• To submit overdue reports to the Committee on Elimination of Racial Discrimination, Committee on the Elimination of Discrimination against Women, and the Committee on the Rights of the Child;

  • To promptly facilitate the visit by the Special Rapporteur on adequate housing.

National legislation

  • To ensure that national legislation and its implementation in practice upholds obligations on Laos under international law, including the International Covenant on Civil and Political Rights.

Restrictions on the right to freedom of expression, prisoners of conscience

  • To repeal or reform vaguely worded provisions in the Penal Code restricting the right to freedom of expression;

  • To allow the legitimate activities of media and civil society organizations, and to bring national legislation and practice into line with the government’s international obligations;

  • To ensure that both media and civil society organisations are able to undertake monitoring and reporting on human rights violations;

  • To release prisoners of conscience Thongpaseuth Keuakoun, Seng-Aloun Phengphanh and Bouavanh Chanhmanivong, and ensure that Thao Moua and Pa Fue Khang are released if there is no credible evidence that they have committed recognizably criminal offences.

Poor prison conditions

  • To improve conditions in prison camps and detention facilities to ensure compliance with international standards, including the UN Standard Minimum Rules for the Treatment of Prisoners;

  • To allow unfettered access to all places of detention for independent human rights monitors.

Restrictions on freedom of religion

  • To end restrictions on the right to practice one’s religion of choice without discrimination, in accordance with international human rights standards;

  • To ensure that relevant authorities, including at the local level, are aware of their duty to protect individuals’ right to freedom of religion, and to impose legal sanctions on officials, including police, who are found to have arbitrarily detained or otherwise punished persons solely on the basis of their religion or religious activities.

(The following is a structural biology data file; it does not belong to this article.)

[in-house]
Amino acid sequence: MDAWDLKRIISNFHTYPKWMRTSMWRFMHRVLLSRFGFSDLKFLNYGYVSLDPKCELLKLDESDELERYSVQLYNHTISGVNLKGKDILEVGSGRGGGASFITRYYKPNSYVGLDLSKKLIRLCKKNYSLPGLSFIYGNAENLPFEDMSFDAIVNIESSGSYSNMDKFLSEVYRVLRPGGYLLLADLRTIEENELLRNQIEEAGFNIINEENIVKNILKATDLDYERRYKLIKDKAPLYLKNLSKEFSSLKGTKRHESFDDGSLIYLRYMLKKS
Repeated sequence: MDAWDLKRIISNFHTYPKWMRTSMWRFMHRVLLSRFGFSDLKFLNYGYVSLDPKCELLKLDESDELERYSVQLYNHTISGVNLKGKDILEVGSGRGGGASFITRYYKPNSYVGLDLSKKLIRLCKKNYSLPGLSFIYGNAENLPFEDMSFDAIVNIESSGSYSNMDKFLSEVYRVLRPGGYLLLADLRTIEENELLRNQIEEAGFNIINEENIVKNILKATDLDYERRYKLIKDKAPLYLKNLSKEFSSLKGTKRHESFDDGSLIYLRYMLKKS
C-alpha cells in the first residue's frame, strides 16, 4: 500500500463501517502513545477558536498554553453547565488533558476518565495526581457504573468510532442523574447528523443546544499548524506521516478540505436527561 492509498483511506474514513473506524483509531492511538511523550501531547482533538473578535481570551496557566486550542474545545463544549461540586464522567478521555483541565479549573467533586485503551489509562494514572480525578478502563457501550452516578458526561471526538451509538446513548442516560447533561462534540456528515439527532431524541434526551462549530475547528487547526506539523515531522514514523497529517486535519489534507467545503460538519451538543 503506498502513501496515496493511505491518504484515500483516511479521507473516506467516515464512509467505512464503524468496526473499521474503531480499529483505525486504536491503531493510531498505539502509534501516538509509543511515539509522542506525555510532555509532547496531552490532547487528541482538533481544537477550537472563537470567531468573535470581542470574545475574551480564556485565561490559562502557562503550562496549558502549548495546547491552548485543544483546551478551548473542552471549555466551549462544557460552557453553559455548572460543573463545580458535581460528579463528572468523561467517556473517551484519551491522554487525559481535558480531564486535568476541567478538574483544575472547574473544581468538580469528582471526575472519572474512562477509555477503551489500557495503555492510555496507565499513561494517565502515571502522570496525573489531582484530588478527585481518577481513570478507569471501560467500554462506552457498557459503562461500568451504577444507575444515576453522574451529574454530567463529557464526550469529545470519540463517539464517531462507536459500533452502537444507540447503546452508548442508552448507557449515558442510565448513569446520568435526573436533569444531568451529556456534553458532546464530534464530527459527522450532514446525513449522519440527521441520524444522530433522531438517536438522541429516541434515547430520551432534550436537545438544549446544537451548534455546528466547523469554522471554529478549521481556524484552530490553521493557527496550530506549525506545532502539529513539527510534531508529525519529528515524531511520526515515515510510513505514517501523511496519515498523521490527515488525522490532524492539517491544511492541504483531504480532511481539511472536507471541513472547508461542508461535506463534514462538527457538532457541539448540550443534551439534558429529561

Protection of refugees and asylum-seekers

  • To ensure that all returns of Lao Hmong people from Thailand are strictly voluntary, and that returnees are provided with adequate information about the human rights situation in the area to which they are returning so that they can make an informed decision regarding return;

  • To respect the right of all persons to seek asylum as provided in the International Covenant on Civil and Political Rights and immediately withdraw any demands on the Thai authorities to return recognized refugees to Laos.

The death penalty

  • To immediately impose a moratorium on executions, with a view to complete abolition of the death penalty, in line with UN General Assembly resolutions 62/149 and 63/168;

  • To commute all outstanding death sentences;

  • To make public all information about the imposition and use of the death penalty;

  • To encourage discussion among National Assembly members and other appropriate legislative institutions on abolition of the death penalty for all crimes.

1 Contained in Human Rights Council Decision 6/102, Follow-up to Human Rights Council resolution 5/1, section I adopted 27 September 2007.

2 The statement was circulated on 11 January 2008 to the General Assembly as a Note Verbale.

AI Index: ASA 26/003/2009 Amnesty International